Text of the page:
The Mathematics Of Pretty Good Wine Image

The Mathematics Of Pretty Good Wine

I drink a great amount of wine. And what I drink is normally quite good for my palette, but normally not expensive. Some may consider me to be a wine snob, but I don’t think so. First of all, I primary drink whites, primarily Chardonnay, and don’t have reason, interest, $s, and/or capability to play the prestigious red wine mental games of which vintage, which vintner, etc. BUT, what I do is actually subjectively mathematical rather than the extensive research and memorization of terroir issues of a multitude of individual red grapes and vintages.

To go further into my point, I need to first make several points that are not necessarily known by many of us non-snobs. Most importantly, most wines across the globe, reds and whites, are blends of various grapes that are permitted by the respective governments to be described as a single grape. For example, in the U.S. (as well as France and other countries) a bottle of Cabernet Sauvignon wine must contain a minimum 75% of the noted grape. The same is true for merlot, chardonnay, Sauvignon Blanc, etc. Arguably, the most well-known wines that are based upon blending grapes are the French Bordeaux’s to historically service the British market, e.g., Claret is primarily Cabernet Sauvignon with other grapes blended in. This point of the lack of single-grape purity is critical in accepting the underlying justification of what I present below as to blending bottles mathematically.

As a side note, I had the privilege of being set up with a private tour of 2 famous champagne houses: In the case of Roderer in Reims, their blending was a blending of blends. That is, they maintain stocks of various vintages of their champagne (a blending of Pinot noir and Chardonnay) that are blended so as to maintain a “house” taste. So, their infamous Chrystal each year is a mixture of current and past vintages. With some unpredictable frequency, they will market a single vintage, so noted on the bottle – and more expensive – but I expect also aligned with their house taste.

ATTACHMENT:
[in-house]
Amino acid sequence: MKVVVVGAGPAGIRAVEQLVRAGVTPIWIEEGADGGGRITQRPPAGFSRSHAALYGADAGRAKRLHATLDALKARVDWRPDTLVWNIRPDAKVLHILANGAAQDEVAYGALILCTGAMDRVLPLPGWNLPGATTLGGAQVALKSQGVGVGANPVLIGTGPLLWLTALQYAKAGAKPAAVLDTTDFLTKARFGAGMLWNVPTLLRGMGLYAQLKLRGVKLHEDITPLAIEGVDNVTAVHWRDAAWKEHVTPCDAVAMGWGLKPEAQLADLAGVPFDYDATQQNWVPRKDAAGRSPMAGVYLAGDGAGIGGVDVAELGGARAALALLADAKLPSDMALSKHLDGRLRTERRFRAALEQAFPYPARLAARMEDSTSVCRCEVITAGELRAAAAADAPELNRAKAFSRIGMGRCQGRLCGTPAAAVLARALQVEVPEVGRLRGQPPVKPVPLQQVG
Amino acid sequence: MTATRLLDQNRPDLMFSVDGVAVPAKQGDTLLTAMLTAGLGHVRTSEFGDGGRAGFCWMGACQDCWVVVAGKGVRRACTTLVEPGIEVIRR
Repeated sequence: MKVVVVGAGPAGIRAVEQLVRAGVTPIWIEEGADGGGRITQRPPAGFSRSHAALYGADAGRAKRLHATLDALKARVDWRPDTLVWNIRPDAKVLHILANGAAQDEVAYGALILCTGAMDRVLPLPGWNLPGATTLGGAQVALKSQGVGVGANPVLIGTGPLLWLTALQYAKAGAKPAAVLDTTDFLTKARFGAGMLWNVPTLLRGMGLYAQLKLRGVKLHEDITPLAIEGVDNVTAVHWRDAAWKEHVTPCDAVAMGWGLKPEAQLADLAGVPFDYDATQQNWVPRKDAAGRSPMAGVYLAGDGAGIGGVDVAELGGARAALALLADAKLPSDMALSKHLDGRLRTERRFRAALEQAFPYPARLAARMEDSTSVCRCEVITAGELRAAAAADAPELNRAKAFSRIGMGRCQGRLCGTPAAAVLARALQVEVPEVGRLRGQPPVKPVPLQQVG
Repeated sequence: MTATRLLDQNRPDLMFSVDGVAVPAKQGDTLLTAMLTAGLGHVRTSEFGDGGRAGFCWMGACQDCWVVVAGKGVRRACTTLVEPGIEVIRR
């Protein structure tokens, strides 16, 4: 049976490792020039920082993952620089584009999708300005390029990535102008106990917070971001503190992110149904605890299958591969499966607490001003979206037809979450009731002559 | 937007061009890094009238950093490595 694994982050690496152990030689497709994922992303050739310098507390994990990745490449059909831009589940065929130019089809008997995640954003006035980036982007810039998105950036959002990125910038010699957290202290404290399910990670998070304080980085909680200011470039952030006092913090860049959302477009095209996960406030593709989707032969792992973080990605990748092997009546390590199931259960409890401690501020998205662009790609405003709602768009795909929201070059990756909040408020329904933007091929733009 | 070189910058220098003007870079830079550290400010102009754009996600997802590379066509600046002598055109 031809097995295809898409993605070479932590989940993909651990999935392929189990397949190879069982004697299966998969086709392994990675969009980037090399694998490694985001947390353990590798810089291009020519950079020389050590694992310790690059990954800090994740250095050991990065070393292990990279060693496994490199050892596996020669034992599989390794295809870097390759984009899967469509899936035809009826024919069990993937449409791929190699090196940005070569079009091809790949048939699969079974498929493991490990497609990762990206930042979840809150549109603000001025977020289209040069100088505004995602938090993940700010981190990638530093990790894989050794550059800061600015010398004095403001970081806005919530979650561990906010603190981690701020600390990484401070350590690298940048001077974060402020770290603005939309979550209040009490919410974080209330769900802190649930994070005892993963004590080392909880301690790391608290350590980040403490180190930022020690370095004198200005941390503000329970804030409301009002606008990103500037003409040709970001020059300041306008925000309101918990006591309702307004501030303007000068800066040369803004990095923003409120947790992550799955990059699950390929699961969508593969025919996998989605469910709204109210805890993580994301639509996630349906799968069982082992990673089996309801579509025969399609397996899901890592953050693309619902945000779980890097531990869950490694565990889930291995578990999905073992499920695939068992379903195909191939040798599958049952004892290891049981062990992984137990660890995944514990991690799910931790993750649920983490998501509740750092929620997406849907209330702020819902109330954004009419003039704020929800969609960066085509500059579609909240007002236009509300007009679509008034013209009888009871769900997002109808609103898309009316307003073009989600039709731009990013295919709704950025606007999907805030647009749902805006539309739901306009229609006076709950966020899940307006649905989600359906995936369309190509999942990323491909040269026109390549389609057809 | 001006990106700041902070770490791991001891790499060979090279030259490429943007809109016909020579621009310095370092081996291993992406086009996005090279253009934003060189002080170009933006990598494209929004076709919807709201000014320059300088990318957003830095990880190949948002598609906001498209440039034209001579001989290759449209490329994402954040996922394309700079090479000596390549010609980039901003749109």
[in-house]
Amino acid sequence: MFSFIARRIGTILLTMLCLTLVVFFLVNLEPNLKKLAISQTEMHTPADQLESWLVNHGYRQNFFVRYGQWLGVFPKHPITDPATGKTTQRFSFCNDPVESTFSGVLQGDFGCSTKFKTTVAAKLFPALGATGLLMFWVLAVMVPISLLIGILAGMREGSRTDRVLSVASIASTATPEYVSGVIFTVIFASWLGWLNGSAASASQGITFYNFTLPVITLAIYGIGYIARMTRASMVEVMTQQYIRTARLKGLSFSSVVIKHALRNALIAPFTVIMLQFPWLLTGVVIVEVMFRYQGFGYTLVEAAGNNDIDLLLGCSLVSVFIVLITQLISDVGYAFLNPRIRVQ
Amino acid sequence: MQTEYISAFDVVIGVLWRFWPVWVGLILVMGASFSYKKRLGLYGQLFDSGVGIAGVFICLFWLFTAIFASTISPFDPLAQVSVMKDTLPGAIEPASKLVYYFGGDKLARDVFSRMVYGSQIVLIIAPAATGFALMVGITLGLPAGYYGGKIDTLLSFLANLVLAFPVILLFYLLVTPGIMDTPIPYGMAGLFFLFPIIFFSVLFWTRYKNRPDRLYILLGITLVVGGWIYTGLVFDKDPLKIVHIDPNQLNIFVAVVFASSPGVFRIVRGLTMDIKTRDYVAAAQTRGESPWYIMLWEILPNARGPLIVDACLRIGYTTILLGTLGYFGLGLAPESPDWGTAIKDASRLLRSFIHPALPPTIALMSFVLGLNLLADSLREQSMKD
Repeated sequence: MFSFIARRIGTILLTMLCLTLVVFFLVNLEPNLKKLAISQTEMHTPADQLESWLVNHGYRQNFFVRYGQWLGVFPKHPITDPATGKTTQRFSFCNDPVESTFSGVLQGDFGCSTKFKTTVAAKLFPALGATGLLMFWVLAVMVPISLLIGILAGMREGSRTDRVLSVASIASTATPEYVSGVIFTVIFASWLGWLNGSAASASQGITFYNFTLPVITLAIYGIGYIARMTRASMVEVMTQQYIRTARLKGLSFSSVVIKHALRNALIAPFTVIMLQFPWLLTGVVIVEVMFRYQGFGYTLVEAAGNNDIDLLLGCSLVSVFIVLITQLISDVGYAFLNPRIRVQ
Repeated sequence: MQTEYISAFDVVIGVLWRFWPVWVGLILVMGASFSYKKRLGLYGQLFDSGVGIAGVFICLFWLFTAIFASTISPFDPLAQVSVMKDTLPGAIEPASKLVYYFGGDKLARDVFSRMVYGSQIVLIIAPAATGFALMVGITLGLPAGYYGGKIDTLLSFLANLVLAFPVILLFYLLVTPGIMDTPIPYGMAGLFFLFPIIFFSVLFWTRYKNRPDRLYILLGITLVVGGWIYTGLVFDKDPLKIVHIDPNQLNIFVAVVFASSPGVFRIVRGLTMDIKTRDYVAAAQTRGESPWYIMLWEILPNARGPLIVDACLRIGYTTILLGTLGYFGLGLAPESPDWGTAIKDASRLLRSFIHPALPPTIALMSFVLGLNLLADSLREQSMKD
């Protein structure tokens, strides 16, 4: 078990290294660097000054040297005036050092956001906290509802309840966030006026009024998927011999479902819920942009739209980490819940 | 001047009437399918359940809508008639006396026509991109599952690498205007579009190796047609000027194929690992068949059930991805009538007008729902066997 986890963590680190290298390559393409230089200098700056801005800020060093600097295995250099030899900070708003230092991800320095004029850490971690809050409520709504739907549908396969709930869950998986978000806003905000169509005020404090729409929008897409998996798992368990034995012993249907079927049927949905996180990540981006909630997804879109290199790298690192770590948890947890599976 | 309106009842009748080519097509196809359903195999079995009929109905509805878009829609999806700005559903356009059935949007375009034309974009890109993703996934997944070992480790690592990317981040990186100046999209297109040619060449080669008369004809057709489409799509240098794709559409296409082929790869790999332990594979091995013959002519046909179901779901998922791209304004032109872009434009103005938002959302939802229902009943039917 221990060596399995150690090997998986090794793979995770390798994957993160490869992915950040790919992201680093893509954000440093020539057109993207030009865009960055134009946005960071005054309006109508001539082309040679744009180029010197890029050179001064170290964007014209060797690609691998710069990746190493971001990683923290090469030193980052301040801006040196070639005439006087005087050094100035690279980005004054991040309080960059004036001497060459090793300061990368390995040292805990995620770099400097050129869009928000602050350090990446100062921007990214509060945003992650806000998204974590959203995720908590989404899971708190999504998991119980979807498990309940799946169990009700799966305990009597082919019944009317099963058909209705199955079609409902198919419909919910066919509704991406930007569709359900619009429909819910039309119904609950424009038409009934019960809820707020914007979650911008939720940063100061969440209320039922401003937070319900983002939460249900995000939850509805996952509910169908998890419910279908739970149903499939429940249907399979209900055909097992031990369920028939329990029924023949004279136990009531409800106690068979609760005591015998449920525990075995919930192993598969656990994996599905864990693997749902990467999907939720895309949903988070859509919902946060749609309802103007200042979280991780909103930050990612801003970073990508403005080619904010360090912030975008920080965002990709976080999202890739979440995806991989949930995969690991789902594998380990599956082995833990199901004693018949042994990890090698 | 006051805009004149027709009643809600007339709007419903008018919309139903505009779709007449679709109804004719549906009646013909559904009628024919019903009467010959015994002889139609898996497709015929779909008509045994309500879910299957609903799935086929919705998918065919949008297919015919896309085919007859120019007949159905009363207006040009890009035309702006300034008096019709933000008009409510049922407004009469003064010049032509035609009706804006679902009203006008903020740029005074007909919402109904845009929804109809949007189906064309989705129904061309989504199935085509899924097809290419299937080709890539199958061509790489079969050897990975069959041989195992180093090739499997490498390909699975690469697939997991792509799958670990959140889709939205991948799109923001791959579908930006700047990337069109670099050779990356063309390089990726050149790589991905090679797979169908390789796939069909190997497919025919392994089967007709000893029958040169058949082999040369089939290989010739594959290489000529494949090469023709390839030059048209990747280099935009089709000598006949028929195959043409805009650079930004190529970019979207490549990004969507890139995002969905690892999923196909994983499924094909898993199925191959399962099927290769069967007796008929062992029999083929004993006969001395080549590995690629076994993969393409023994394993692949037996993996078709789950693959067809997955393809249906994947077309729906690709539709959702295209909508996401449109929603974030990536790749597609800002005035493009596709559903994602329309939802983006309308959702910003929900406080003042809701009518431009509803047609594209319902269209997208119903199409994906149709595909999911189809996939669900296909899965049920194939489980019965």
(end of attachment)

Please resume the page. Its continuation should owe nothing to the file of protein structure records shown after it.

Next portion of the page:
What I often do at home when trying a wine unknown to me, is to take a small sip and decide on the degree of several characteristic, e.g., for Chardonnay that can be a very subjective analysis of the degree of butter (malolactic), crispness, oak, minerality, fruit, acidity and the complexity overall. Focusing on inexpensive wines, I expect to find only one of those criteria, but two at best for the taste that I prefer. Now, after years of doing the following, I can go to my stash of inexpensive wines and bend a bottle of wine with complimenting characteristics with the new wine and deliver a wine that could demand a greater price. One example is Columbia Crest Grand Estate Chardonnay that exhibits great butterscotch notes, but no minerality or oak. As a side note, I don’t even try to blend a Sauvignon Blanc with anything. Its normal grapefruit intensity, including its acidity, cannot be blended to any extent that is acceptable to me. I am too old for that acidity.

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